Last But Not Least, the U.S. Women’s National Team is Ready to Start the 2019 World Cup

Alex Morgan wearing the captain's band at the 2018 SheBelieves Cup. (Monica Simoes)
Monica Simoes

The U.S. Women’s National Team (USWNT) begins its world title defense against Thailand in Group F play on June 11 in Reims. It’s been four years, and if you’ve been following along in that time, it’s sometimes felt like a exceedingly very long four years. To say the process has had its ups and downs is an understatement.

There’s something poetic about the defending champs closing out the first round of group play, especially in light of France’s tournament-opening win against South Korea in a fashion that announced their intent to not just be content with being good hosts but as real spoilers to the U.S.’s chances of back-to-back championships.

Buzzwords surround this team: Pressure. Bubble. Game changer.

U.S. head coach Jill Ellis was relaxed at the pregame press conference and those buzzwords flowed freely from the answers she and forward Alex Morgan gave to a packed press room.

No Pressure but Ready

That bubble the team talks about? The one where the cocoon themselves from social media as much as possible? It doesn’t include the matches, which several players have said they’ve been watching. Alex Morgan, says that after watching all of the games, she felt left out.

“The France game and all of the games we’ve been watching the last few days, it’s inspiring for me and I can’t wait to get on the field just seeing everyone play and just the excitement on their faces when they score a goal or just the raw emotion,” she said. “You know it’s why, initially, I was feeling left out because it’s very inspiring and I’m ready to get on the field.

The process for Ellis, too, has been a long one and now excitement takes over.

“Excitement, I think would be the best word to describe where I am personally and where our players are,” Ellis said. “I think when the tournament kicks off and you watch the games the anticipation for your first match grows.”

As for pressure, Morgan says it’s all part of the job, so to speak.

“Well, first off, I think this team has always had high pressure especially in big tournaments,” Morgan said, “and I think that’s for a reason: we have a rich history of success within this program and that’s one of the reasons that we set high expectations for ourselves and people’s expectations for us.

Not Looking Ahead

Despite the prospect of a juicy match against France in the knockout rounds, the task at hand is Thailand. Morgan and Ellis were clear about that. Ellis, in particular, views the group stage as a three-game tournament.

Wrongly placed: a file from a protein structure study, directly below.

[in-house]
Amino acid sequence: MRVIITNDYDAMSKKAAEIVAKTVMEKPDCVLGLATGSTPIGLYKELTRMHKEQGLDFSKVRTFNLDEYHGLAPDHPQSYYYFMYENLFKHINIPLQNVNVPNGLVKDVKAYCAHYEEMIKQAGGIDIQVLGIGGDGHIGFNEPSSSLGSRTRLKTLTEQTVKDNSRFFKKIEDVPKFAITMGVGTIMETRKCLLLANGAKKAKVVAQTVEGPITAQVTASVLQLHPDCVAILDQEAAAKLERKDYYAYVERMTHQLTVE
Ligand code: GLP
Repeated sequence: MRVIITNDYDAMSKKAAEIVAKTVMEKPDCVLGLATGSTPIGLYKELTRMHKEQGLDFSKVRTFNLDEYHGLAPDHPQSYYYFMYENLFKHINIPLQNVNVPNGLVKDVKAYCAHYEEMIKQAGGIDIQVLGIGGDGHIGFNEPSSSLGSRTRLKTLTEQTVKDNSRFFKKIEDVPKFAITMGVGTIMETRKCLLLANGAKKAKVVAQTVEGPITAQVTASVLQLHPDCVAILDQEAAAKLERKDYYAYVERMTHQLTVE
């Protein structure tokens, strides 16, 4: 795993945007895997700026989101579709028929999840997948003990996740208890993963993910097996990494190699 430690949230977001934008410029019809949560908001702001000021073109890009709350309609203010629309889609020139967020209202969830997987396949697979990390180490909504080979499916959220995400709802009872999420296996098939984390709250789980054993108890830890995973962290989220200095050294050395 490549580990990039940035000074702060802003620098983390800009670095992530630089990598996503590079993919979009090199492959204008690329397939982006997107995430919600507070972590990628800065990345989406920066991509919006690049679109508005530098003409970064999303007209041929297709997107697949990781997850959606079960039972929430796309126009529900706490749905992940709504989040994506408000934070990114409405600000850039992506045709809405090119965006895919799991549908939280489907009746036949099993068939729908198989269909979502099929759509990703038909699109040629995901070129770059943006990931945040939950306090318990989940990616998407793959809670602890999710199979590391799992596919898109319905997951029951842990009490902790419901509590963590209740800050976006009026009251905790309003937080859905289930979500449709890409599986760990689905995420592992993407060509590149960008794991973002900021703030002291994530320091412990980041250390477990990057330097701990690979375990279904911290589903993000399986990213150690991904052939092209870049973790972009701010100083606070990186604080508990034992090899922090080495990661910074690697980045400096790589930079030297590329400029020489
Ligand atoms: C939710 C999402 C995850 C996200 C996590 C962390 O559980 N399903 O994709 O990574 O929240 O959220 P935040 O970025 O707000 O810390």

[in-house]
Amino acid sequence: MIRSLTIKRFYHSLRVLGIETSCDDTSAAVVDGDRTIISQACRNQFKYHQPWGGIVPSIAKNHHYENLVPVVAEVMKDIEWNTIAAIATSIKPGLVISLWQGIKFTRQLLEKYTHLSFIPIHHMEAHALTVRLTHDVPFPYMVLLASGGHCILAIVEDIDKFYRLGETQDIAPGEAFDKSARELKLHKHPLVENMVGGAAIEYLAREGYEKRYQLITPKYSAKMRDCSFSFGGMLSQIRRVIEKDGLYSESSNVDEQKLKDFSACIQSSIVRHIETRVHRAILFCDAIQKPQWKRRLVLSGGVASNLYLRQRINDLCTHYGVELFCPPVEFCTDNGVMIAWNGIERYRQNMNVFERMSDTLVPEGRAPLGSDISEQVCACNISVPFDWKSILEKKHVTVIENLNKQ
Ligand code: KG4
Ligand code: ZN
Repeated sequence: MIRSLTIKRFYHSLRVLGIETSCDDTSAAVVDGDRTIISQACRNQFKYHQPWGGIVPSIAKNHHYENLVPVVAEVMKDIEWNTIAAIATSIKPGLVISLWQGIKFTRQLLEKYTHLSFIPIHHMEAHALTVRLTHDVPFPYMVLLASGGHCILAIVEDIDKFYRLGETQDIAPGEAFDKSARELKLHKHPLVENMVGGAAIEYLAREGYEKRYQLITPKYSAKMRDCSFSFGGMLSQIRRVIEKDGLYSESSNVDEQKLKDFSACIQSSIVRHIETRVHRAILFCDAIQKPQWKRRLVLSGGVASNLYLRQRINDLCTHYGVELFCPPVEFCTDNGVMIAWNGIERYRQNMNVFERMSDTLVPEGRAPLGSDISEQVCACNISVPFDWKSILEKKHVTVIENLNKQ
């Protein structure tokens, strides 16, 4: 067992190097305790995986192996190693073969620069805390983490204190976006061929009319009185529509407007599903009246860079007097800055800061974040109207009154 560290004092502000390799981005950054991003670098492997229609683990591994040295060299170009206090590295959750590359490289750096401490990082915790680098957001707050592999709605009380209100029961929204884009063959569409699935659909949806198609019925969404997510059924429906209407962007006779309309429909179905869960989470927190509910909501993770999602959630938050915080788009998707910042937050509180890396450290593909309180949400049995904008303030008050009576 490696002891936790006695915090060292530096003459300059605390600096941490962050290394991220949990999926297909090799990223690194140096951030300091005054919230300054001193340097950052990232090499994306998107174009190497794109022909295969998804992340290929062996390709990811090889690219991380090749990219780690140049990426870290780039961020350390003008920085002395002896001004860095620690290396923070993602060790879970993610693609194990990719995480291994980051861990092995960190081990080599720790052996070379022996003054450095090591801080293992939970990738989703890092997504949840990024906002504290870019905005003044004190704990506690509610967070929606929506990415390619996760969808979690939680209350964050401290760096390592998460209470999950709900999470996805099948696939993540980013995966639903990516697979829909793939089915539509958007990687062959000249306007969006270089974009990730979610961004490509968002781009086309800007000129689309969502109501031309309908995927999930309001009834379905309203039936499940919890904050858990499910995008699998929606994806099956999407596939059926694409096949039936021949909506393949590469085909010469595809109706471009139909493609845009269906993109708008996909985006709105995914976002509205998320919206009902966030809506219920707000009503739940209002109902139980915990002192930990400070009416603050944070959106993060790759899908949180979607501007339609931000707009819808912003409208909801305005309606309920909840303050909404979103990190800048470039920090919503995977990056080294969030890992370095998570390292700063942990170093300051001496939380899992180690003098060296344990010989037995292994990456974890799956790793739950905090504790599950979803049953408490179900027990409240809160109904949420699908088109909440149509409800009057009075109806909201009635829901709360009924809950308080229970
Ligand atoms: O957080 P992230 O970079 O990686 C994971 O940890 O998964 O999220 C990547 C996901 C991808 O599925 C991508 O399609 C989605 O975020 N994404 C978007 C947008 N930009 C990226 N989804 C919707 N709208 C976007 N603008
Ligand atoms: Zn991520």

“We characterize it as a three-game mini-tournament,” she said. “Again, you can’t get beyond the first game because, I said this to the players and myself, there’s so many twists and turns in this plot that you just have to be ready to attack in terms of absorb or examine what’s in front of you.”

“To get too far ahead, I think it could be problematic in terms of looking beyond what’s in front of you. Right now, it’s selecting players for tomorrow’s game and then after that, you evaluate that and move forward. I think you have to approach it that way because, I think, again, there’s so many unknowns out there that I feel very confident in our preparation for the unknowns, meaning we’ve had players play positions if need to, we’ve had multiple players get a lot of playing time, and I think we’ve got a group that’s pretty well vetted in terms of just the minutes, the cohesion, the understanding of what their roles and responsibilities are on the field.”

Thailand, making its second World Cup appearance, will most likely sit low and defend. Miranda Nild has been seeing time in the midfield rather than the usual forward position she played at UC Berkeley (Morgan is also a former Cal bear), perhaps hinting toward shoring up the defensive line even more. Not a surprise.

Game Changer

At the pregame press conference, Ellis was asked about Carli Lloyd and her preference to start rather than coming off the bench. Will it be a distraction? Ellis says it’s not and in fact, called the internal drive to want to be a starter a “special quality.”

“I think every player has that,” Ellis said. “Part of when you talk about a team is you say, listen, if you’re an injured player your goal be healthy, if you’re a player that’s on the bench your goal is to want to be a starter, that’s the internal drive that you have to have to be able to help the team get across the line, so no issue with that.”

Lloyd is a game changer, Ellis says. She uses that word a lot. She used it to describe some of the squad selections; those players who can come in and change the game, whether through experience or leadership or a special skill set or sometimes both.

She’s right. World Cup-winning teams need game changers. The USWNT should win against Thailand, and they should advance out of the group stage. But to advance in the knockout rounds, the biggest game changer for the U.S. isn’t going to a player, it’s Ellis. Specifically, Ellis’s decision making. When the matches get tighter and teams start to sit lower and lower, will Ellis be up to the task to make the right substitution or adjustment?

History gives us head-scratchers as answers, most glaringly the match against Sweden at the Rio 2016 Olympics. Ellis makes good selections but seemingly has difficulty — or a reluctance — in making good choices. The distinction is a subtle one, and one that will be the game changer for the U.S.